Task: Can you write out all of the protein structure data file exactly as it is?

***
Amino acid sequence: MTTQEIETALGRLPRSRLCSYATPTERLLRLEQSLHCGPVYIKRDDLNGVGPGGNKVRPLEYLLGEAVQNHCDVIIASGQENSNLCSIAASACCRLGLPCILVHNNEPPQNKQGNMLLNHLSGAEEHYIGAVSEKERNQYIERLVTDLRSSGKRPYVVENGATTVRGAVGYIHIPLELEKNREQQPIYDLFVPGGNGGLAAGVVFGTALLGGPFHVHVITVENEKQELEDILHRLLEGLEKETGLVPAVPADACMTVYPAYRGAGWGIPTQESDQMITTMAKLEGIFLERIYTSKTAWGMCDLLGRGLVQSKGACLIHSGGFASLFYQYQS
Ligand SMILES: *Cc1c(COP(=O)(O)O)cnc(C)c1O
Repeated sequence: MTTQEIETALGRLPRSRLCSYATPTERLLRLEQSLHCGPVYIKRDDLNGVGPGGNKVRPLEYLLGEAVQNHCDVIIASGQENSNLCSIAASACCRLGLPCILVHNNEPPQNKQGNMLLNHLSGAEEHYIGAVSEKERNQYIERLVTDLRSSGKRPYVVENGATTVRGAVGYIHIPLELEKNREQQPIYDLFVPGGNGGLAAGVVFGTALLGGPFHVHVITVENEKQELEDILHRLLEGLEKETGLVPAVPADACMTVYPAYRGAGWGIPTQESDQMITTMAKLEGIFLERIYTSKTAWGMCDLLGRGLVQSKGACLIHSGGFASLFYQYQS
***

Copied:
Amino acid sequence: MTTQEIETALGRLPRSRLCSYATPTERLLRLEQSLHCGPVYIKRDDLNGVGPGGNKVRPLEYLLGEAVQNHCDVIIASGQENSNLCSIAASACCRLGLPCILVHNNEPPQNKQGNMLLNHLSGAEEHYIGAVSEKERNQYIERLVTDLRSSGKRPYVVENGATTVRGAVGYIHIPLELEKNREQQPIYDLFVPGGNGGLAAGVVFGTALLGGPFHVHVITVENEKQELEDILHRLLEGLEKETGLVPAVPADACMTVYPAYRGAGWGIPTQESDQMITTMAKLEGIFLERIYTSKTAWGMCDLLGRGLVQSKGACLIHSGGFASLFYQYQS
Ligand SMILES: *Cc1c(COP(=O)(O)O)cnc(C)c1O
Repeated sequence: MTTQEIETALGRLPRSRLCSYATPTERLLRLEQSLHCGPVYIKRDDLNGVGPGGNKVRPLEYLLGEAVQNHCDVIIASGQENSNLCSIAASACCRLGLPCILVHNNEPPQNKQGNMLLNHLSGAEEHYIGAVSEKERNQYIERLVTDLRSSGKRPYVVENGATTVRGAVGYIHIPLELEKNREQQPIYDLFVPGGNGGLAAGVVFGTALLGGPFHVHVITVENEKQELEDILHRLLEGLEKETGLVPAVPADACMTVYPAYRGAGWGIPTQESDQMITTMAKLEGIFLERIYTSKTAWGMCDLLGRGLVQSKGACLIHSGGFASLFYQYQS